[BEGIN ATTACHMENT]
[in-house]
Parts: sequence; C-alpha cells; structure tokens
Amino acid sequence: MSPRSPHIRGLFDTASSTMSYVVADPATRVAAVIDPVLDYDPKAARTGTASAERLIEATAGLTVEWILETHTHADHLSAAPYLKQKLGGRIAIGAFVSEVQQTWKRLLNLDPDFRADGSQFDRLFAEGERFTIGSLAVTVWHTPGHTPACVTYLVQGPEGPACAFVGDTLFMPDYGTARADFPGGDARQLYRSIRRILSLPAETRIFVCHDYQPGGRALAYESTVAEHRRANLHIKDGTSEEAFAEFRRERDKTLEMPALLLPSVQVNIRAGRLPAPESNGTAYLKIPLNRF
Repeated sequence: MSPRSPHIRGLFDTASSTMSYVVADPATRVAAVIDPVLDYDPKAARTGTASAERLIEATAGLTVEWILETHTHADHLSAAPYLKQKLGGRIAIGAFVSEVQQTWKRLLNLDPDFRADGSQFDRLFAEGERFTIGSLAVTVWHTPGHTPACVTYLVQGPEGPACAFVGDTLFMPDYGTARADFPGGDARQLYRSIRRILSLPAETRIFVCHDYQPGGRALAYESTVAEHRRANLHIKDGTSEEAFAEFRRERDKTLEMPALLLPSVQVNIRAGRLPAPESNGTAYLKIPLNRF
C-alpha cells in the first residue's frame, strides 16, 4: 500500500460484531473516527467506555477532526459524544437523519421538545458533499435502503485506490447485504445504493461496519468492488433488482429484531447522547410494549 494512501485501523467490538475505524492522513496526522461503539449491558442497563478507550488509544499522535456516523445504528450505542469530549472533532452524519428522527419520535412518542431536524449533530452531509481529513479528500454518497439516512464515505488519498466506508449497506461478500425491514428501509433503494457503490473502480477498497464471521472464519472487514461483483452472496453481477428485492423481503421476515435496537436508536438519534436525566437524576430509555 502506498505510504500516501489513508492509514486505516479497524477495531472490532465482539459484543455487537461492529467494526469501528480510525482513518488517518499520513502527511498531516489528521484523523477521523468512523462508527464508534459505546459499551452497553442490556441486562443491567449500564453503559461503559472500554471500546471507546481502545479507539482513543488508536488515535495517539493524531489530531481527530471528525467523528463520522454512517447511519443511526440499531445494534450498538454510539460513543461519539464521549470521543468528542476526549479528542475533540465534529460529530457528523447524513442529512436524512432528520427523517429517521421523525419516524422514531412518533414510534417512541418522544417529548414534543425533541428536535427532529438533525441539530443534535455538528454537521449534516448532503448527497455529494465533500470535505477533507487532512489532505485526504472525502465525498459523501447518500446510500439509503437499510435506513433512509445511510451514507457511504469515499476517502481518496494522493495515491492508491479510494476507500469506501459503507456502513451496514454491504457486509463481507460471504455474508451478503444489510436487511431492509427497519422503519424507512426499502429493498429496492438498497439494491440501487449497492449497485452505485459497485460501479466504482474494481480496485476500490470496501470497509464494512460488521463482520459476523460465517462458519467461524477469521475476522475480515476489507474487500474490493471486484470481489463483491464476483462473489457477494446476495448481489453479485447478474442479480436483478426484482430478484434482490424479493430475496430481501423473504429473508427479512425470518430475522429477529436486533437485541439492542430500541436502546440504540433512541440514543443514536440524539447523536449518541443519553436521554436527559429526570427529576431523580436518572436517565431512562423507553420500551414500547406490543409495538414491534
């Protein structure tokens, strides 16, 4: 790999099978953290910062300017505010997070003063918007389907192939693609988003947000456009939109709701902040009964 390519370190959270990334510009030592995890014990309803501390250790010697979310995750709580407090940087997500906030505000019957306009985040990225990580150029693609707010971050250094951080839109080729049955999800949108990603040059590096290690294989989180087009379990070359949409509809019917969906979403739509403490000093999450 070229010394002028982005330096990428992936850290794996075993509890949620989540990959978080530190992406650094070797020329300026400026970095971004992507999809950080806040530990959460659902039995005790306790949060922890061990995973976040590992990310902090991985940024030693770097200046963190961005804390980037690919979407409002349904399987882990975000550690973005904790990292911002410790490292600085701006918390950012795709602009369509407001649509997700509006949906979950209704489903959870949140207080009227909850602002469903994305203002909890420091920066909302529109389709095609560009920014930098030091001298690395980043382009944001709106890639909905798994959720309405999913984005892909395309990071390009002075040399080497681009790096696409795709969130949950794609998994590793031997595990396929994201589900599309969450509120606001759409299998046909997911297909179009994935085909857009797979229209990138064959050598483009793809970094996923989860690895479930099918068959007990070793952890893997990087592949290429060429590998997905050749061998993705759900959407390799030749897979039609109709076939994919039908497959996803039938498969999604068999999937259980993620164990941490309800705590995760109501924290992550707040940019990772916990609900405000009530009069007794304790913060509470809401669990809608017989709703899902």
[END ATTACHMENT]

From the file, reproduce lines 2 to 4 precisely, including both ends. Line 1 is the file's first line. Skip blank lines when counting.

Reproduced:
Parts: sequence; C-alpha cells; structure tokens
Amino acid sequence: MSPRSPHIRGLFDTASSTMSYVVADPATRVAAVIDPVLDYDPKAARTGTASAERLIEATAGLTVEWILETHTHADHLSAAPYLKQKLGGRIAIGAFVSEVQQTWKRLLNLDPDFRADGSQFDRLFAEGERFTIGSLAVTVWHTPGHTPACVTYLVQGPEGPACAFVGDTLFMPDYGTARADFPGGDARQLYRSIRRILSLPAETRIFVCHDYQPGGRALAYESTVAEHRRANLHIKDGTSEEAFAEFRRERDKTLEMPALLLPSVQVNIRAGRLPAPESNGTAYLKIPLNRF
Repeated sequence: MSPRSPHIRGLFDTASSTMSYVVADPATRVAAVIDPVLDYDPKAARTGTASAERLIEATAGLTVEWILETHTHADHLSAAPYLKQKLGGRIAIGAFVSEVQQTWKRLLNLDPDFRADGSQFDRLFAEGERFTIGSLAVTVWHTPGHTPACVTYLVQGPEGPACAFVGDTLFMPDYGTARADFPGGDARQLYRSIRRILSLPAETRIFVCHDYQPGGRALAYESTVAEHRRANLHIKDGTSEEAFAEFRRERDKTLEMPALLLPSVQVNIRAGRLPAPESNGTAYLKIPLNRF